They took off for a different reason in China: before the relatively recent support for accessing a website using a name entirely in Han characters (a combined set of ideograms from Chinese, Japanese, Korean, and other languages), it was a real pain to punch in a URL. A QR code bypassed that, providing analog-to-digital glue.
That was much less of an issue in America, Europe, and some other markets, and handset makers and carriers didn’t opt in to several competing efforts to incorporate a QR code mode in camera apps or even automatic recognition. Without any native support, you needed to install a third-party app, and that’s no path to full-scale adoption unless there’s something incredibly compelling. Instagram was compelling; scanning QR codes to get a coupon not so much.
Google decided QR codes were the bomb several years ago, and started using them with Google Play, some of its local branding for retail stores, and other products. Android didn’t have native QR code support, but some phone makers offered various ways to scan them. Motorola added automated scanning in its camera app in August 2015, for instance.
Unless you use a particular app that uses proprietary or single-category codes, like Walmart’s for in-store payment or a second-factor authentication app, it’s possible you’ve never scanned a 2D code. In fact, there’s a joke site created in 2012 called Pictures of People Scanning QR-codes. The joke? There are no photos.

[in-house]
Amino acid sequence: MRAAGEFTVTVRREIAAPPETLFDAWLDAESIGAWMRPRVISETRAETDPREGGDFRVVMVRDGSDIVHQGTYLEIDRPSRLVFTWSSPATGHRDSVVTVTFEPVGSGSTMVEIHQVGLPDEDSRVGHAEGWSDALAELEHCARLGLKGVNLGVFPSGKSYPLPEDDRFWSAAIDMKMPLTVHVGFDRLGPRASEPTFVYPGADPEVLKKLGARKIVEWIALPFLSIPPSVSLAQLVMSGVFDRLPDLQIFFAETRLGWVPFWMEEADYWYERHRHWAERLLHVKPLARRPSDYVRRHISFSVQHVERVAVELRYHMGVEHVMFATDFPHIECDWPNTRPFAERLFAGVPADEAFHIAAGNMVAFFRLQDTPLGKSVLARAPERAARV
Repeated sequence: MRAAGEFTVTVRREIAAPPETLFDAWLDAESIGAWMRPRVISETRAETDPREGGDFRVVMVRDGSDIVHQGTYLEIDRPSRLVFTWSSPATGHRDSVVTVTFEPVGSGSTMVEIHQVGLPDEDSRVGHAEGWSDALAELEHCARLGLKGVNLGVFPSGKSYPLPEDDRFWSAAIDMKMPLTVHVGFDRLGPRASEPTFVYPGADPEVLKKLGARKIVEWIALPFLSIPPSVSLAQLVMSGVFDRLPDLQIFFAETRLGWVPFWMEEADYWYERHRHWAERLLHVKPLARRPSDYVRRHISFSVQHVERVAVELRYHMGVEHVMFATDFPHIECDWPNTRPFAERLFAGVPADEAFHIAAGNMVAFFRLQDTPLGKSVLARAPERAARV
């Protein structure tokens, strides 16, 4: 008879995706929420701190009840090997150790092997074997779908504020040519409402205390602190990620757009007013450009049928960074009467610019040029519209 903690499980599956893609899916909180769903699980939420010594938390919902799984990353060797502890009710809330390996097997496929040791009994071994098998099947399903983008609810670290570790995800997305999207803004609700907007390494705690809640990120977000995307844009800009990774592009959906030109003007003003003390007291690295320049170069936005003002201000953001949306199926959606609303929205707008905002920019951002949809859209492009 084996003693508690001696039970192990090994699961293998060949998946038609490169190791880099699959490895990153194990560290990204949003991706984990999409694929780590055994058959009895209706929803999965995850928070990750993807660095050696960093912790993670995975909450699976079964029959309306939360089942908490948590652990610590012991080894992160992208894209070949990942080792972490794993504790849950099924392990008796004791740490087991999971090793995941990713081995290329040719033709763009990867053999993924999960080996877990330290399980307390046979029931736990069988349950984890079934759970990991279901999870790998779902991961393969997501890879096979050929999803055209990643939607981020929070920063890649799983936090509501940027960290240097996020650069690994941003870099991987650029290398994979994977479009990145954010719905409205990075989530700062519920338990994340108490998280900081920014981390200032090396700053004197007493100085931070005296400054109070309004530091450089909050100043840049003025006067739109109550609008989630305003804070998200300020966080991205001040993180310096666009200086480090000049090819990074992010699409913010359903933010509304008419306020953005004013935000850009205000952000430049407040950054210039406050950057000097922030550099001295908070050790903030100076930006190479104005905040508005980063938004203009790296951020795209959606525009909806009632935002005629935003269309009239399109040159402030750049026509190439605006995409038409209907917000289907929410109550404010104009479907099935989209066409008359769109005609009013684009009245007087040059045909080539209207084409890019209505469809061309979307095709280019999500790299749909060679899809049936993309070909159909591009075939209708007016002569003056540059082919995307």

Why scan instead of typing?
When a QR code comes into the field of view of the camera, it’s recognized, and you’re prompted that you can take action, like opening a URL. Credit: IDG
Integrating QR code automated recognition in iOS 11 solves the chicken-or-egg problem. While I saw and reported on spates of interest in 2D codes over the last eight years, they always fizzled because they required too much effort. Now, Apple provides an asymmetrical benefit: the feature, on by default, requires a user to do nothing, and it’s discoverable if you happen to hold your camera up and a QR code is anywhere in the frame. I expect many people will be surprised by it.
Apple, like Motorola, has built in a safeguard. Scanning a QR code doesn’t automatically take action on it. That would be horrific, because imagine people tagging things with unspeakable images reached by simply scanning. Instead, you get a preview of the URL in full, the contact’s name or the Wi-Fi network, among other categories, and have to tap to proceed. We’ll likely see abuse of this, but because it requires a physical interaction, it’s unlikely to turn into a viral problem.
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